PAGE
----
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08 OCTOBER 2012

LUDOLOGY MEETS NARRATOLOGY: Similitude and differences between (video)games and narrative

"Literary theory and narratology have been helpful to understand cybertexts and videogames. Aristotelian Poetics [Laurel, 1993], Russian formalism [Porush and Hivner, ?], and poststructuralism [Landow, 1992] are some of the different perspectives that have been used to study the subject.

Some authors see cybertexts and videogames as a new form of or as an expansion of traditional narrative or drama. The fact is that these computer programs share many elements with stories: characters, chained actions, endings, settings.

However, there is another dimension that has been usually almost ignored when studying this kind of computer software: to analyze them as games.

The problems of using a 'game' perspective are many. Basically, traditional games have always had less academic status than other objects, like narrative. And because of this, game formalist studies are fragmented through different disciplines, and not very well developed.

In this paper we will propose to explore videogames and cybertexts as games. Our intention is not to replace the narratologic approach, but to complement it. We want to better understand what is the relationship with narrative and videogames; their similarities and differences."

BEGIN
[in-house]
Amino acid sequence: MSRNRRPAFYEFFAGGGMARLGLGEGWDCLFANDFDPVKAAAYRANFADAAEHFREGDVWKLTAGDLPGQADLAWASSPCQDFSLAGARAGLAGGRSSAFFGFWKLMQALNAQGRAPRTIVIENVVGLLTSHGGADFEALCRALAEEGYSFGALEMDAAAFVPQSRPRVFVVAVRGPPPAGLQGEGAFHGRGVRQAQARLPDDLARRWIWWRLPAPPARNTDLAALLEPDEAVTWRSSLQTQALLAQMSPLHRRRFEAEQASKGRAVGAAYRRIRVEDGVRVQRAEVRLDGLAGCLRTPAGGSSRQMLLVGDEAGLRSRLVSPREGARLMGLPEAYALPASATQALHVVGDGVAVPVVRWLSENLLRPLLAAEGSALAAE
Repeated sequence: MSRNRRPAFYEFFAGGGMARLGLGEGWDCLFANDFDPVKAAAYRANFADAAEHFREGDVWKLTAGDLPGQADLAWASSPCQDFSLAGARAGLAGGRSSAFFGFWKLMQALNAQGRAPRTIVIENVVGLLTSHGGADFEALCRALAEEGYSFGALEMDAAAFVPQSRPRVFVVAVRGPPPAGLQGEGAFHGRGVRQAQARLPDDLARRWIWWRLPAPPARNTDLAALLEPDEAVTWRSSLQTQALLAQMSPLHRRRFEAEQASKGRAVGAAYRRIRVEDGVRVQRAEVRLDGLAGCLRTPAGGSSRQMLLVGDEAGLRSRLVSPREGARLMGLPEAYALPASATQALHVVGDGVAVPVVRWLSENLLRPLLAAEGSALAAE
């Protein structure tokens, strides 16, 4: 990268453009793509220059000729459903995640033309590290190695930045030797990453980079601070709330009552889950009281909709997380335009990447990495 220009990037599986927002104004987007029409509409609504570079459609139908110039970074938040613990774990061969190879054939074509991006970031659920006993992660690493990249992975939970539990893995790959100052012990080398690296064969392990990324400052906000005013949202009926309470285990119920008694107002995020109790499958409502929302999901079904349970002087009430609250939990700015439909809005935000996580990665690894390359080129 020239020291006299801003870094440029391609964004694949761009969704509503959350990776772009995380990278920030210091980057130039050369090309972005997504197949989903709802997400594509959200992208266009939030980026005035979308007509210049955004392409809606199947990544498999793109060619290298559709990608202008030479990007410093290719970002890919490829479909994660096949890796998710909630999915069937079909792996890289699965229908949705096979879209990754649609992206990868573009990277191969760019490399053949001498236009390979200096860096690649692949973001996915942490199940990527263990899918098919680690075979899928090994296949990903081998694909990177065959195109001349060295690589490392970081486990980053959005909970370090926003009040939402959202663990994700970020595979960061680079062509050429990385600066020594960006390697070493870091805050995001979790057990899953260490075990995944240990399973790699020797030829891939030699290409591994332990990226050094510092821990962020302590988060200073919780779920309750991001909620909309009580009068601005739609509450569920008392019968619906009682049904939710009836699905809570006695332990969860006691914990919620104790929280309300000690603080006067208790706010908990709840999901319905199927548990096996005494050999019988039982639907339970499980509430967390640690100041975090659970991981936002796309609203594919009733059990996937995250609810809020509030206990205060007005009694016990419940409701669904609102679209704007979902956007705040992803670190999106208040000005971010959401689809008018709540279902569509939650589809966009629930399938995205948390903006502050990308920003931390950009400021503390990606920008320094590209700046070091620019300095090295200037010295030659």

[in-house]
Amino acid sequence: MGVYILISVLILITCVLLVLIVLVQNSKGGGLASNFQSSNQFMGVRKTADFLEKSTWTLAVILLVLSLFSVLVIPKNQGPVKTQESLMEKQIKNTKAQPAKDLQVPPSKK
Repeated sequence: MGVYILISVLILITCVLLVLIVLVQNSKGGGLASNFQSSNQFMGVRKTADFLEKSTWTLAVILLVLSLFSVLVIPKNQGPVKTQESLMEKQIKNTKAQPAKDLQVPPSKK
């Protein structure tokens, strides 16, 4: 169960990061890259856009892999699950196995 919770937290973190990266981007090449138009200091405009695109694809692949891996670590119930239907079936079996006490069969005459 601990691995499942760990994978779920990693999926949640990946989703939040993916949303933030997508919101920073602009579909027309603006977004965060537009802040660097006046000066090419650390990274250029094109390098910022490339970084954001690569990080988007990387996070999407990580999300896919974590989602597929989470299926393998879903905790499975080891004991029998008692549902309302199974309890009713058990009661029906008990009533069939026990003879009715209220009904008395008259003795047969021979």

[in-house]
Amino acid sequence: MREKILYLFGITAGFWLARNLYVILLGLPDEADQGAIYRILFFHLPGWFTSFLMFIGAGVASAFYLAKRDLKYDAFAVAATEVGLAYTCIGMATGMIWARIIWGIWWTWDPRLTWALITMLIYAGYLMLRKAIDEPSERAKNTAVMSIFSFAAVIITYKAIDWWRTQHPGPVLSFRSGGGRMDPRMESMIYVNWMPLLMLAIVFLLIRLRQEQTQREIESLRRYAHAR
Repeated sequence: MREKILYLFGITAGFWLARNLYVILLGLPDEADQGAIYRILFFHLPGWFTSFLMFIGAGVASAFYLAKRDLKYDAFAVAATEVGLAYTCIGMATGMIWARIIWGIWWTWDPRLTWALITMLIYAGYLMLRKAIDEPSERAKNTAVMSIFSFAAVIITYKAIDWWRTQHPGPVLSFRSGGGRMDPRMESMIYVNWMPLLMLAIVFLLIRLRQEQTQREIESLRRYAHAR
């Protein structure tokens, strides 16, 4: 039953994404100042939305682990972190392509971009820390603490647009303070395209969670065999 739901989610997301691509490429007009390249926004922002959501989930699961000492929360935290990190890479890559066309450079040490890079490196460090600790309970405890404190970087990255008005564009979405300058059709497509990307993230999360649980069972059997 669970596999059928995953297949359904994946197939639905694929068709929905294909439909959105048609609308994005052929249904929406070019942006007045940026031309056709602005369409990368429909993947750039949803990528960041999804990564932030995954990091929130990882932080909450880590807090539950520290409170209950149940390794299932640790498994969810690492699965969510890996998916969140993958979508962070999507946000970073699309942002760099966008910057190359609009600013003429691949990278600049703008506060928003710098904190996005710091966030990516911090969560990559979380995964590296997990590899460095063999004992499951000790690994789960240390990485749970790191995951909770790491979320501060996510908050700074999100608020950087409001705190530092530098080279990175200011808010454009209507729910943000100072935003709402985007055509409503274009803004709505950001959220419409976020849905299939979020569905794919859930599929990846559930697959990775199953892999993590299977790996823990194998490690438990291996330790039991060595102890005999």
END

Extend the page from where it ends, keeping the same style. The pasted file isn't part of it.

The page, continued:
(Gonzalo Frasca, 1999)

Frasca, Gonzalo (1999) 'Ludology Meets Narratology. Similitude and Differences between (Video)games and Narrative'. Originally published in Finnish in Parnasso 1999: 3, 365–71.

TAGS

1999 • Albert Sidney Hornby • Andre Lalande • Aristotelian Poetics • Aristotles Poetics • Brenda Laurelcausalitycausally relatedcausally related narrative events • chained actions • character • Claude Bremond • computer programme • computer software • cybertext • cybertexts • Daniel Vidart • David Porush • ending • Espen AarsethFILE (festival) • game formalist studies • game perspective • game studiesgame theorygames • George Landow • Gerald Prince • Gonzalo Frasca • Jean Piagetliterary theory • ludology • narrative and videogames • narratologic approach • narratologynew form • Oswald Ducrot • post-structuralism • Roger Caillois • Roland Barthes • Russian formalism • Schaeffer Jean-Marie • setting • similarities and differences • stories • studying games • Todd Hivnor • traditional drama • traditional narrative • Umberto Ecovideo gamevideogames